A game-changing medical alliance initiated by UNSW and the Prince of Wales Hospital has been launched by the NSW Premier Mike Baird and Minister for Health and Medical Research Jillian Skinner. It will bring together – into one, new purpose-built facility – some of the country’s best cancer and blood disorder researchers and clinicians.
Patients who undergo hip fracture surgery in hospitals that have an orthogeriatric service have an improved chance of surviving beyond 30 days after surgery, new research shows
In August 2014, Professor Dame Valerie Beral DBE AC FRS was appointed as a Visiting Professorial Fellow, Prince of Wales Clinical School UNSW Australia and, over the next three years will contribute to the academic activities of the School.
The Cancer Institute NSW Premier's Awards for Outstanding Cancer Research, Big Data, Big Impact Grant Stage 2
Congratulations to Dr Jason Wong, Dr Luke Hesson, A/Professor John Pimanda and Dr Joe Thurbon (Intersect), awarded the Big Data, Big Impact Grant Stage 2.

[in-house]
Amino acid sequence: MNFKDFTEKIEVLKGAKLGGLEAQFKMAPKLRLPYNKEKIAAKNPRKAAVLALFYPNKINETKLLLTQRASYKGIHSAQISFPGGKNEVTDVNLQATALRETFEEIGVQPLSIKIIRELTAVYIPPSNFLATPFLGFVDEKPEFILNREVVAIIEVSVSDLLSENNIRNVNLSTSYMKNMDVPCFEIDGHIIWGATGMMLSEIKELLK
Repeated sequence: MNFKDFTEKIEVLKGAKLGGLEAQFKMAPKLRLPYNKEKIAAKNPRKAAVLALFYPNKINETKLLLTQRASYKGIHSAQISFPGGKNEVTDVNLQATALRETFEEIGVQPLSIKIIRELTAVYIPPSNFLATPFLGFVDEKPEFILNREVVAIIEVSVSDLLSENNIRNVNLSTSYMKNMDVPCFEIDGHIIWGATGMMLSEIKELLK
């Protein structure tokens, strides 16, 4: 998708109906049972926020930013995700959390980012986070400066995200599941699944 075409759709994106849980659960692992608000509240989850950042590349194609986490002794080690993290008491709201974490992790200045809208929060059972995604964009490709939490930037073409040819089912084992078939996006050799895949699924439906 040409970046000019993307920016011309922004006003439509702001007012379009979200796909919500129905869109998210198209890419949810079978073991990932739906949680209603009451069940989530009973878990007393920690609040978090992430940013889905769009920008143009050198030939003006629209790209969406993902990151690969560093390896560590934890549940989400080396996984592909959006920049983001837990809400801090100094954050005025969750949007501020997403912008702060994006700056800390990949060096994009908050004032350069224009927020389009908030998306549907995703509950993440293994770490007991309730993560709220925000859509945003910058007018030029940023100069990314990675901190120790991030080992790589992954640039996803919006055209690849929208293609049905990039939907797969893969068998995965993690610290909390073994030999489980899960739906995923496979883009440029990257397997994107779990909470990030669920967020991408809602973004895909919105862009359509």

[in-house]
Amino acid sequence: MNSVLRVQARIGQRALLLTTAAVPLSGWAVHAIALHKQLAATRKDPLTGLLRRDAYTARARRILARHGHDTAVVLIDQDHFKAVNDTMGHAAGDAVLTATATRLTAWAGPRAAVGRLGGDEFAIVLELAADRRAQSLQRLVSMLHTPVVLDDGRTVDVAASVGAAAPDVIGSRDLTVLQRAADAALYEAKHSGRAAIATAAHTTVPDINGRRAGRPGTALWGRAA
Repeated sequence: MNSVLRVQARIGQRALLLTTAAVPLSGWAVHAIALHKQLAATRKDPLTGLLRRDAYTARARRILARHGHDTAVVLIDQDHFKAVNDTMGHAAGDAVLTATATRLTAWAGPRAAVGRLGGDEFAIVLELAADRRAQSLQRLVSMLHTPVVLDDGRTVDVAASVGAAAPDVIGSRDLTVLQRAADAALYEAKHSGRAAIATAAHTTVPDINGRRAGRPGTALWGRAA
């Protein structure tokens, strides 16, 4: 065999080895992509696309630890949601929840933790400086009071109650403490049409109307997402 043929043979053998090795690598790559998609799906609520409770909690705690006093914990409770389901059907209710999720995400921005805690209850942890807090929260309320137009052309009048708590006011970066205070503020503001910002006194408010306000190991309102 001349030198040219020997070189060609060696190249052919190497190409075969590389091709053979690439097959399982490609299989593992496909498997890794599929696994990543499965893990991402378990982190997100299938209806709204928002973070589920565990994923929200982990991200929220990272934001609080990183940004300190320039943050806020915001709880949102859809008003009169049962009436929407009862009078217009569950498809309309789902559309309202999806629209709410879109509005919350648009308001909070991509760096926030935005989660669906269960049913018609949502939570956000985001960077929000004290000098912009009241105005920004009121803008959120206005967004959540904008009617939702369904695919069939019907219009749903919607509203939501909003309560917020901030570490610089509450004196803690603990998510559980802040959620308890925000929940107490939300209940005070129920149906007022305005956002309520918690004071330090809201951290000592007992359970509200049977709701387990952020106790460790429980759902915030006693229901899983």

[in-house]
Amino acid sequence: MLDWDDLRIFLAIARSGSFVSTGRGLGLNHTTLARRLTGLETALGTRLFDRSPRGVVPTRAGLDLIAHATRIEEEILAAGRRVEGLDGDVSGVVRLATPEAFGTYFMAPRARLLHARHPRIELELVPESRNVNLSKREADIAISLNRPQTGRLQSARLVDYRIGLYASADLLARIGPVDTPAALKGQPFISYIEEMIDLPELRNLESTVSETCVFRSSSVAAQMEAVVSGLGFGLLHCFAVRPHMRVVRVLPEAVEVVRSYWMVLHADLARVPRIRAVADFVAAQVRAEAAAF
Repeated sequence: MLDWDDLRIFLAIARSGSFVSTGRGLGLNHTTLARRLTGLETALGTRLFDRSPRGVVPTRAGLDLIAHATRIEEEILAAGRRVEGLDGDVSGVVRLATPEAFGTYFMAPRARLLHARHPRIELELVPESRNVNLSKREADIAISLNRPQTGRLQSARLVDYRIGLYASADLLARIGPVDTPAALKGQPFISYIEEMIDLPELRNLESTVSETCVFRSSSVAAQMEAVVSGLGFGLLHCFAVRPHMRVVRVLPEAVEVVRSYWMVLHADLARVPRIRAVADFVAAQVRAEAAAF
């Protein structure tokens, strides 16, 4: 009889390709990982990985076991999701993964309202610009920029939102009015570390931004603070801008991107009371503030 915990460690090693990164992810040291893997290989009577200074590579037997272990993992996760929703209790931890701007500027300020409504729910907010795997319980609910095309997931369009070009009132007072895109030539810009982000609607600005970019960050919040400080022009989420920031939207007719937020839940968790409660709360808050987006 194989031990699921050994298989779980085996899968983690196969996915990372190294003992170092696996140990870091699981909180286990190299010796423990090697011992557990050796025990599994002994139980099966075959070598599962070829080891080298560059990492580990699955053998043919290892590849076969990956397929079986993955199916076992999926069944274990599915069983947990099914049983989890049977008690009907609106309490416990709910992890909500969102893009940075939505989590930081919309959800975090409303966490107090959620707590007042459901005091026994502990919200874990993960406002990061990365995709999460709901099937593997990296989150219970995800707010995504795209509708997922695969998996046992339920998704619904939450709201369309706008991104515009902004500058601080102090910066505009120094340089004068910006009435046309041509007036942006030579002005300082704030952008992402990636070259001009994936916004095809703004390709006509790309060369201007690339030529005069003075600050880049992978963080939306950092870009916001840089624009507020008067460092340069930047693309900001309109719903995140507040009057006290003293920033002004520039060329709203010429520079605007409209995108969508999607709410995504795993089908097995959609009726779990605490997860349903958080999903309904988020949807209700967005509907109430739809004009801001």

Congratulations to Professor Michael Friedlander on receiving The Professor Rob Sutherland AO ‘Make a Difference’ Award.
The amenities in Edmund Blacket Building North Wing Level 1 have recently been fully refurbished. The former womens’ amenities are now unisex use, for staff, students and visitors.
A shower that has not worked for years has been reinstated, and a local tank installed to provide almost instant hot water to the shower and hand basins.
In the most comprehensive assesment of its type, UNSW-led research has found that in just four years, the HPV vaccine has resulted in a dramatic drop in genital warts in young Australians from a range of backgrounds, a result that could herald further good news for cervical cancer rates.
Commencing this month, Ashraf Zaman will begin his PhD studying low grade brain cancer under the supervision of scientist Dr Kerrie McDonald, the Cure Brain Cancer Chair in Neuro-Oncology at the UNSW Lowy Cancer Research Centre (supported by Cure Brain Cancer Foundation).
OPINION: To understand why we fart, you need to know something about the volume of gases produced in the bowels first.
Imagine how much space 25 litres of gas would occupy – about one third of the interior of a small car. That’s how much gas you produce every day in your intestines. So it’s little wonder that farting, bloating and burping are relatively common.
OPINION: For want of a better cliche, the proposed $20 billion Medical Research Future Fund really could be a "win-win" for Australia. But only if its architects get it right.
As a cancer researcher, I have experienced first-hand the frustrations that drive important Australian medical discoveries offshore, or leave them stranded in the lab.